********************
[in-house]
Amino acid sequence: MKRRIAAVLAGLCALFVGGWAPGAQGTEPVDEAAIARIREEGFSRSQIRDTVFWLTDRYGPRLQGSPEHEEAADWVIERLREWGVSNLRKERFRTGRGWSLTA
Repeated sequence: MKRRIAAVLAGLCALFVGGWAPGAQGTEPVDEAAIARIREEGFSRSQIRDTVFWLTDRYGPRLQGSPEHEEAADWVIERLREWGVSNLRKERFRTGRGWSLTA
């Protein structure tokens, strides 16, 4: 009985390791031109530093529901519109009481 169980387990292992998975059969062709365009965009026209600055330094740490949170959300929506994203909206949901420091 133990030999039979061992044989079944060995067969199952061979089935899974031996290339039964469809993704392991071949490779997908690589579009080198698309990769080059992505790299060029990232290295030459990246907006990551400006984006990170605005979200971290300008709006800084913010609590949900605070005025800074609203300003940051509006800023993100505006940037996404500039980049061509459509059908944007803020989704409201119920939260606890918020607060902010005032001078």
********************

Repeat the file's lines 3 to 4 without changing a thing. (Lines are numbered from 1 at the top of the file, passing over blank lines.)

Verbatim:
Repeated sequence: MKRRIAAVLAGLCALFVGGWAPGAQGTEPVDEAAIARIREEGFSRSQIRDTVFWLTDRYGPRLQGSPEHEEAADWVIERLREWGVSNLRKERFRTGRGWSLTA
């Protein structure tokens, strides 16, 4: 009985390791031109530093529901519109009481 169980387990292992998975059969062709365009965009026209600055330094740490949170959300929506994203909206949901420091 133990030999039979061992044989079944060995067969199952061979089935899974031996290339039964469809993704392991071949490779997908690589579009080198698309990769080059992505790299060029990232290295030459990246907006990551400006984006990170605005979200971290300008709006800084913010609590949900605070005025800074609203300003940051509006800023993100505006940037996404500039980049061509459509059908944007803020989704409201119920939260606890918020607060902010005032001078």